Baidu's Jennifer Li offers some tough love: "We as women, we need to start and act; not thinking about the issues -- because I feel gender in the work environment should not be a factor when it comes to how far you can go." Stefen Chow/Bloomberg via Getty Images
She says China's level playing field helps women, but "I think (becoming) a female executive is more about what it takes to be (an) executive, less so about being a female." AFP/Getty Images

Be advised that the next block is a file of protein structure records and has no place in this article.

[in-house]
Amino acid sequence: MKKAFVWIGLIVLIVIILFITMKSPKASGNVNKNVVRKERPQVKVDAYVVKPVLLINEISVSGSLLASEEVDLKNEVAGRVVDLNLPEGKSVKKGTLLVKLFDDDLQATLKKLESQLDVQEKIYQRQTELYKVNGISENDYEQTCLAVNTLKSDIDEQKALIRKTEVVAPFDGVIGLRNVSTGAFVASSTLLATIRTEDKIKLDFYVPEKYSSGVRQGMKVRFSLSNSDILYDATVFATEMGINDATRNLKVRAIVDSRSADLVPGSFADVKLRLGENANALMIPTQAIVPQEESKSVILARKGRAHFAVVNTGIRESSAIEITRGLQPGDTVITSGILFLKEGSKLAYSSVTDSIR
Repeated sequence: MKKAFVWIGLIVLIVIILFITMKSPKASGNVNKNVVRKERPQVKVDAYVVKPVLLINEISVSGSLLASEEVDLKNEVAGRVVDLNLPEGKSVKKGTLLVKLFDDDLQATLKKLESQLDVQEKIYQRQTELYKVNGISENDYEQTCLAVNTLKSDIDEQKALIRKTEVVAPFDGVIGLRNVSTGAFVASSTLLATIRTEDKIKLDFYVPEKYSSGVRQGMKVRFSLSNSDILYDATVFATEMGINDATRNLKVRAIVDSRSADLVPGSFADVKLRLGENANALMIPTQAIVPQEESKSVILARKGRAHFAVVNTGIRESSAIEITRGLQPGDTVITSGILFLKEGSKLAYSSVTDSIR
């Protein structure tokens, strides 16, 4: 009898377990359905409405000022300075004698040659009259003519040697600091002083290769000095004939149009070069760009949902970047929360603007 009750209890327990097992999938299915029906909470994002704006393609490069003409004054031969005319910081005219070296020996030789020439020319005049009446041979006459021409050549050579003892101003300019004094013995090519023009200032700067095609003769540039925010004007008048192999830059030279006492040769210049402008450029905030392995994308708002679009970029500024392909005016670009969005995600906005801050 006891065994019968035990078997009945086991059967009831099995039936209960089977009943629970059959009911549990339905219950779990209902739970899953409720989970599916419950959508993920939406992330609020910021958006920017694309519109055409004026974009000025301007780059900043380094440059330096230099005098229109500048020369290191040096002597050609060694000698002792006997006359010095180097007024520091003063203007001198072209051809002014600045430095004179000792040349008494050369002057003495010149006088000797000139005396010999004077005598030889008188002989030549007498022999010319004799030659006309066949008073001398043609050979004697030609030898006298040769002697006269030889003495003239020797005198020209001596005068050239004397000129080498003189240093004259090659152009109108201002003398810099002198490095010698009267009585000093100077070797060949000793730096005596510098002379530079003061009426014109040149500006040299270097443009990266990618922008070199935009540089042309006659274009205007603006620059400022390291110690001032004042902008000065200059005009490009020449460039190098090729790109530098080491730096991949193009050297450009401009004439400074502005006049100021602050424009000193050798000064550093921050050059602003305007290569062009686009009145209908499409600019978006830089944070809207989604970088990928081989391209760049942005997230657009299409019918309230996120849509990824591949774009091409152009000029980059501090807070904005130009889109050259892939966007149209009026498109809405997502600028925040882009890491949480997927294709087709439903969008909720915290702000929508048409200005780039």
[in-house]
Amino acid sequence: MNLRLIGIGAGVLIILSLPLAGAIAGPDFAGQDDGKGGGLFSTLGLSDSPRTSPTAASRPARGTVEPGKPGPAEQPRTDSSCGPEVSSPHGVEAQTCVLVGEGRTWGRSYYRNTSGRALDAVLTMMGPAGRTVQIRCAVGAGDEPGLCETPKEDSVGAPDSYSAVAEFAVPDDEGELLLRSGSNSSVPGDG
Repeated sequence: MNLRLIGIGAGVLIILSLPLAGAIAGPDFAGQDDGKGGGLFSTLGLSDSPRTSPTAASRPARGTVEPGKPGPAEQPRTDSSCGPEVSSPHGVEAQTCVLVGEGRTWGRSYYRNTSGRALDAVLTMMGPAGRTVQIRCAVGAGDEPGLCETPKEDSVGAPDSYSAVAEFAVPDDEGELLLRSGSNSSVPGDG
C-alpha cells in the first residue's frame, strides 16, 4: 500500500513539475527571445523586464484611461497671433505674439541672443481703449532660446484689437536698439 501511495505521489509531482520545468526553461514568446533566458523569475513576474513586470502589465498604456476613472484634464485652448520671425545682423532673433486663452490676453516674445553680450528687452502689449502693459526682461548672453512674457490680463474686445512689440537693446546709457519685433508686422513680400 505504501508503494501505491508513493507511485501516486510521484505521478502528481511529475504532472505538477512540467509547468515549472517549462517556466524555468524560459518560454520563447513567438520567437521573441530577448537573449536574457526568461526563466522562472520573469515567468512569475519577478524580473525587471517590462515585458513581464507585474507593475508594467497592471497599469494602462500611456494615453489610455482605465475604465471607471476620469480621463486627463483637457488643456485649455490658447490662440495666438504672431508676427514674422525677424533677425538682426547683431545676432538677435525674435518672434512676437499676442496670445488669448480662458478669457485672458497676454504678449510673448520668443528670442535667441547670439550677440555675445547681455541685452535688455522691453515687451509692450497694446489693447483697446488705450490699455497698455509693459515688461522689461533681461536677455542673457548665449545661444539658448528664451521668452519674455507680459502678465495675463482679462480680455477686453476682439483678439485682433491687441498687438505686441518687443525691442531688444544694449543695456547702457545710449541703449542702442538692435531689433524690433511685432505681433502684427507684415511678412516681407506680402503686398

Li pictured during her first few days at Baidu in 2008, then a young, fast-growing company. "When I joined the company, we had about 6,000 people, now we have 16,000 people, so the company -- throughout the past four years -- has transformed tremendously."
Forbes Magazine has highlighted Li as a female power player to watch in Asia. The accolades don't come without hard work: Li says she works a 10-hour day on average.
Jennifer Li (center) takes part in a Financial Times discussion on the topic of women at the top of business.
Li, second from left, celebrates the 5th anniversary of Baidu's IPO. Today the company is listed on the Nasdaq stock exchange and is valued at close to $32 billion. Nelson Ching/Bloomberg via Getty Images